We made a mistake
These are the words of one of the original mega-church pastors, the Rev. Bill Hybels of Willow Creek Community Church in thge Chicago area. He was not speaking to the size of his congregation, but to the way the church disciples the faithful. He says now,
We made a mistake. What we should have done when people crossed the line of faith and became Christians, we should have started telling people and teaching people that they have to take responsibility to become ‘self-feeders.’ We should have gotten people, taught people, how to read their Bible between service, how to do the spiritual practices much more aggressively on their own.I know it can be trendy to bash mega churches, but I visited Willow Creek in 1999, attending worship while there for a conference on church planting. While I didn't care to copy their church, I did like the way they were careful about thinking through what they did and why. Obviously that continues. Now the founding pastor is concerned that created a multi-million dollar Christian Education program that
did not equate into an increase in members capacity to love God more deeply or to love their neighbor in any significant way.At least I agree with their bottom line. The thing for a church to ask is whether people are more involved in loving God and loving their neighbors as themselves than they were before coming in contact with the church (unlike the parody magazine cover to the right). In other words, are those who attend more likely to live out Jesus' teachings than not. Obviously, there will be an immense amount of indiviual differences. But what is the trend within a church?
This is all covered in a recent Diana Butler Bass article for The Alban Institute. The full text is here: Intentionality, Practice, and Vitality. There is more on it here as well from Christianity Today Willow Creek repents. Thanks to World of Your Making for pointing this link out.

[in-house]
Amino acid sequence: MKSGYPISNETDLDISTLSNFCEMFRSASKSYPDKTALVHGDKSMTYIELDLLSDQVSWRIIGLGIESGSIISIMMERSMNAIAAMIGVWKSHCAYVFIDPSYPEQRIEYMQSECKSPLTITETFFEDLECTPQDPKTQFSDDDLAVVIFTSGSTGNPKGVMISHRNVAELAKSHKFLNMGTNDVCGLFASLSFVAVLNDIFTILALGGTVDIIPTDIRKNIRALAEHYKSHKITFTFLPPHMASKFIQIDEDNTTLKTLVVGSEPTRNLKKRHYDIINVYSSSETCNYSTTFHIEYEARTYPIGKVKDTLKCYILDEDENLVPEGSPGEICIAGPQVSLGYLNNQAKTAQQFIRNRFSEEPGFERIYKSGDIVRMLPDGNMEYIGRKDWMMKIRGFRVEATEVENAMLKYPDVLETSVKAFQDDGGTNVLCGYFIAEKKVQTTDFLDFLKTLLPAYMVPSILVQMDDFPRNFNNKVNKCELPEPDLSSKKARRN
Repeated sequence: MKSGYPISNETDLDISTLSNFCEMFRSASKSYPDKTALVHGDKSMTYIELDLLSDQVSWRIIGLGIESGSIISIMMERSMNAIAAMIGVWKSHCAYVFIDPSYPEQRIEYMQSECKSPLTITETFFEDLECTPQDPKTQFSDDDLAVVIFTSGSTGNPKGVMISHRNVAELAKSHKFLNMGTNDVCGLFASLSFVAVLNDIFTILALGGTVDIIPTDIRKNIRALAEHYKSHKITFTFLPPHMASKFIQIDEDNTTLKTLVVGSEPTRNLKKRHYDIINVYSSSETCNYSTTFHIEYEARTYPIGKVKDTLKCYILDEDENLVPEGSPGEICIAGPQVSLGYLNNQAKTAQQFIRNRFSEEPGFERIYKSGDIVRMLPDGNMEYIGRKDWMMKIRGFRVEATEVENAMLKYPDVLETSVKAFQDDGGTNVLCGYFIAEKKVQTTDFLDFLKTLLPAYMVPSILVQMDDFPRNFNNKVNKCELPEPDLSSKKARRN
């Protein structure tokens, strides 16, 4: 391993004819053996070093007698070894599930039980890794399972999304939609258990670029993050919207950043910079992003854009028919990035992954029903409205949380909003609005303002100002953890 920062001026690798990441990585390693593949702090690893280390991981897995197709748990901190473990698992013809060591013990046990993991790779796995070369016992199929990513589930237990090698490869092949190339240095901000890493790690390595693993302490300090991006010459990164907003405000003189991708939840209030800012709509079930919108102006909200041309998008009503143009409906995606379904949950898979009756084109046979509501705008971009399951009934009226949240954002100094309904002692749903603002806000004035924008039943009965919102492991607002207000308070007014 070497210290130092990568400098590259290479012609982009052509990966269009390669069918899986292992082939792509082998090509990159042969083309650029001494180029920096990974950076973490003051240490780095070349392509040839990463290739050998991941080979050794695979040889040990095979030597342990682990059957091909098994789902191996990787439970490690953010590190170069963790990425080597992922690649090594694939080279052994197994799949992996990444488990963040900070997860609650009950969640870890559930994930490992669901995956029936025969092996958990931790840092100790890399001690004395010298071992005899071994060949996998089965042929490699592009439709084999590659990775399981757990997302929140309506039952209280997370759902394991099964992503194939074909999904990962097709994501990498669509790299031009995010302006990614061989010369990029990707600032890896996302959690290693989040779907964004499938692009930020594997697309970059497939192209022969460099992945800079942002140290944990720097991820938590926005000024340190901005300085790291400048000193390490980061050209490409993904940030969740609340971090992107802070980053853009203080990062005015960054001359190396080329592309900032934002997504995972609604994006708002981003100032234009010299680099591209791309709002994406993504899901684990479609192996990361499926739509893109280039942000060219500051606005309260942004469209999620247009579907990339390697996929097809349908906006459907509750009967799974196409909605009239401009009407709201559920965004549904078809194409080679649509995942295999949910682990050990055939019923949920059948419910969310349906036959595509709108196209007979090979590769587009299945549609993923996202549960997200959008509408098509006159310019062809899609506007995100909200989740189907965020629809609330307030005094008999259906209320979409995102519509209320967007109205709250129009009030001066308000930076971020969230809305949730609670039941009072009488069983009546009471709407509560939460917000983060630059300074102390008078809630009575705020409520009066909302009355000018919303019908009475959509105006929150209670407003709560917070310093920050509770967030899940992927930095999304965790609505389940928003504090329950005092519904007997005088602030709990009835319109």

The question is, "What can churches do to assist the people who attend not to be like Christians, but to be like Jesus?"
For Diana Butler Bass the solution is "re-basing vital congregational life on spiritual practices, including prayer, theological reflection, generosity, storytelling, discernment, shaping community, hospitality, and leadership."
I think the key is some sort of spiritual disciplines like prayer and Bible study and regular worship. But with that said, how does a church encourage these practices? What do you think?
Trunk or Treat
I'm sure this is not the sort of discipleship opportunity they have in mind, but this evening we will show our love of neighbors with a free community event sponsored by our church and day school.
Vehicles are to begin gathering at King of Peace at 4:30 p.m. to set up on the grass is front of the long side of our church for Trunk or Treat. We will begin distributing candy to kids at 5 p.m. and will continue until 6:45 p.m. We will also have train and horse rides for children. At 7 p.m., we'll offer a special All Hallows Eve Communion service and coming in different forms of dress is fine. To go along with this, we have Father Steve's Thriller video: